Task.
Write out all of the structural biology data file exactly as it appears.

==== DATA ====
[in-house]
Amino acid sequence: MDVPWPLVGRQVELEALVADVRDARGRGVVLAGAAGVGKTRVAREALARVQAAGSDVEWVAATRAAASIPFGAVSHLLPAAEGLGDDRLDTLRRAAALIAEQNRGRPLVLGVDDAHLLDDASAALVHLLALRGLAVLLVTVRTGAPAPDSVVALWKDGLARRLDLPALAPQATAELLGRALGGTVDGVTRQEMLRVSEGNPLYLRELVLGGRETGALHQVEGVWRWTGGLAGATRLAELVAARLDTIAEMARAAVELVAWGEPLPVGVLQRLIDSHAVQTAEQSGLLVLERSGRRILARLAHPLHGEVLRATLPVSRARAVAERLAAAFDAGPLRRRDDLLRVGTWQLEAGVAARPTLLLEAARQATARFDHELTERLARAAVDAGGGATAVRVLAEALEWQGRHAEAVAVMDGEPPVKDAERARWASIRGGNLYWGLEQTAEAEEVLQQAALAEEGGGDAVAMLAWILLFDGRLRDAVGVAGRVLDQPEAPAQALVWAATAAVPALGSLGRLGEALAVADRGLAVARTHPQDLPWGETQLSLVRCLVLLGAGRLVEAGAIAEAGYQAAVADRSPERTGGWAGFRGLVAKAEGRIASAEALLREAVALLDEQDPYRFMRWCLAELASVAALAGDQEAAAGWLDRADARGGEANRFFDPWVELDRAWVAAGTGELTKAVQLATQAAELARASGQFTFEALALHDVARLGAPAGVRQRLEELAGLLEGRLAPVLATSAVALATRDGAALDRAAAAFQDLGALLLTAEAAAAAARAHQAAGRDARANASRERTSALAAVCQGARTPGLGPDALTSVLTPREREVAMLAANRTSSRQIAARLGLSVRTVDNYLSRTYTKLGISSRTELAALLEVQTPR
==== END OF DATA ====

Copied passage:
[in-house]
Amino acid sequence: MDVPWPLVGRQVELEALVADVRDARGRGVVLAGAAGVGKTRVAREALARVQAAGSDVEWVAATRAAASIPFGAVSHLLPAAEGLGDDRLDTLRRAAALIAEQNRGRPLVLGVDDAHLLDDASAALVHLLALRGLAVLLVTVRTGAPAPDSVVALWKDGLARRLDLPALAPQATAELLGRALGGTVDGVTRQEMLRVSEGNPLYLRELVLGGRETGALHQVEGVWRWTGGLAGATRLAELVAARLDTIAEMARAAVELVAWGEPLPVGVLQRLIDSHAVQTAEQSGLLVLERSGRRILARLAHPLHGEVLRATLPVSRARAVAERLAAAFDAGPLRRRDDLLRVGTWQLEAGVAARPTLLLEAARQATARFDHELTERLARAAVDAGGGATAVRVLAEALEWQGRHAEAVAVMDGEPPVKDAERARWASIRGGNLYWGLEQTAEAEEVLQQAALAEEGGGDAVAMLAWILLFDGRLRDAVGVAGRVLDQPEAPAQALVWAATAAVPALGSLGRLGEALAVADRGLAVARTHPQDLPWGETQLSLVRCLVLLGAGRLVEAGAIAEAGYQAAVADRSPERTGGWAGFRGLVAKAEGRIASAEALLREAVALLDEQDPYRFMRWCLAELASVAALAGDQEAAAGWLDRADARGGEANRFFDPWVELDRAWVAAGTGELTKAVQLATQAAELARASGQFTFEALALHDVARLGAPAGVRQRLEELAGLLEGRLAPVLATSAVALATRDGAALDRAAAAFQDLGALLLTAEAAAAAARAHQAAGRDARANASRERTSALAAVCQGARTPGLGPDALTSVLTPREREVAMLAANRTSSRQIAARLGLSVRTVDNYLSRTYTKLGISSRTELAALLEVQTPR